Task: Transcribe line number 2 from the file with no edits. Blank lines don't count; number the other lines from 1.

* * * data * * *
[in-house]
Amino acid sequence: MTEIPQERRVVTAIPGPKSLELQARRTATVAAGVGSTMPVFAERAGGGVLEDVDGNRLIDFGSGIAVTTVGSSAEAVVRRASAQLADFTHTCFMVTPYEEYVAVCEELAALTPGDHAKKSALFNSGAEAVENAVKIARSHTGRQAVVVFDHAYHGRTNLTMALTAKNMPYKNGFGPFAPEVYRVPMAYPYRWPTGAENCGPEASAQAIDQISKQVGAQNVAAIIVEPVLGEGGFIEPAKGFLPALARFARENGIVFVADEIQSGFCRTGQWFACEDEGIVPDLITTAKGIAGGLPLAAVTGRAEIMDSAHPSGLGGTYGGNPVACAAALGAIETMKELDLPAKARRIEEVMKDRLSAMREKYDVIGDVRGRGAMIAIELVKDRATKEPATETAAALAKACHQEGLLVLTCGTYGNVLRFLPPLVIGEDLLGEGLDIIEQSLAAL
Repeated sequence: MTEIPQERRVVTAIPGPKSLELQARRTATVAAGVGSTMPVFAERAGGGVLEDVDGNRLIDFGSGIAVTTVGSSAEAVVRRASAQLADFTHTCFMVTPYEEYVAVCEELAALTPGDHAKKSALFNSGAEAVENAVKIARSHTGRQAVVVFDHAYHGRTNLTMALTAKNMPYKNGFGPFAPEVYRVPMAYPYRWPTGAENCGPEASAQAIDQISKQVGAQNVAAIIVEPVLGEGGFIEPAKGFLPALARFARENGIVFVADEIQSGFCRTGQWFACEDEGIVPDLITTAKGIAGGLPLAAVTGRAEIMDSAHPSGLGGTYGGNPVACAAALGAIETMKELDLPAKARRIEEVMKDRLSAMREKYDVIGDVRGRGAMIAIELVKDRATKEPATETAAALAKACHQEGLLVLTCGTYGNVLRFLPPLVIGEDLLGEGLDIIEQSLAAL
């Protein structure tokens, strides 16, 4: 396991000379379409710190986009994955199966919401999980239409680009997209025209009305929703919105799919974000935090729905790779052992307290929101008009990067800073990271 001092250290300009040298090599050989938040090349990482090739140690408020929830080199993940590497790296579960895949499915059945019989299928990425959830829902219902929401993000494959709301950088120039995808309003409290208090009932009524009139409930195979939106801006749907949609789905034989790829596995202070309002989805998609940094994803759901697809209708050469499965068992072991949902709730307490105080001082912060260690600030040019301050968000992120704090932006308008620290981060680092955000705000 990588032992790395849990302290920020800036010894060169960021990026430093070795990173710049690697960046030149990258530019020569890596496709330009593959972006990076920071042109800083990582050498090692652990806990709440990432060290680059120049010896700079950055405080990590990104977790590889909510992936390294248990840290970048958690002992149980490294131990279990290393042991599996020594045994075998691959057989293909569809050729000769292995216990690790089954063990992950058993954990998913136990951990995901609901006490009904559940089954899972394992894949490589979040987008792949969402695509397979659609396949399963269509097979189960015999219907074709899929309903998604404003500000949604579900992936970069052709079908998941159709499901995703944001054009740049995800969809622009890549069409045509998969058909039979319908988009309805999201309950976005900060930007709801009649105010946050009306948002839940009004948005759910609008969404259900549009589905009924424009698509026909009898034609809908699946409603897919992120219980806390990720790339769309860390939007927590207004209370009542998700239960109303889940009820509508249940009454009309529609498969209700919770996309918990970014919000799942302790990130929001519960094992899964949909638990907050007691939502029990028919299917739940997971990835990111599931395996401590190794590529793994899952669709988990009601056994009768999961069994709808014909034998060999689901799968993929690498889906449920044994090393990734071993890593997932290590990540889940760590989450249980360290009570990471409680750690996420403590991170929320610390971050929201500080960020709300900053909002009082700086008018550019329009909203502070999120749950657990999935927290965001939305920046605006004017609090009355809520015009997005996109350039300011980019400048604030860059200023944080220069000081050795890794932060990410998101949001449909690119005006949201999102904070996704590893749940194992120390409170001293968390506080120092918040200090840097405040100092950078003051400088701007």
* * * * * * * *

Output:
Amino acid sequence: MTEIPQERRVVTAIPGPKSLELQARRTATVAAGVGSTMPVFAERAGGGVLEDVDGNRLIDFGSGIAVTTVGSSAEAVVRRASAQLADFTHTCFMVTPYEEYVAVCEELAALTPGDHAKKSALFNSGAEAVENAVKIARSHTGRQAVVVFDHAYHGRTNLTMALTAKNMPYKNGFGPFAPEVYRVPMAYPYRWPTGAENCGPEASAQAIDQISKQVGAQNVAAIIVEPVLGEGGFIEPAKGFLPALARFARENGIVFVADEIQSGFCRTGQWFACEDEGIVPDLITTAKGIAGGLPLAAVTGRAEIMDSAHPSGLGGTYGGNPVACAAALGAIETMKELDLPAKARRIEEVMKDRLSAMREKYDVIGDVRGRGAMIAIELVKDRATKEPATETAAALAKACHQEGLLVLTCGTYGNVLRFLPPLVIGEDLLGEGLDIIEQSLAAL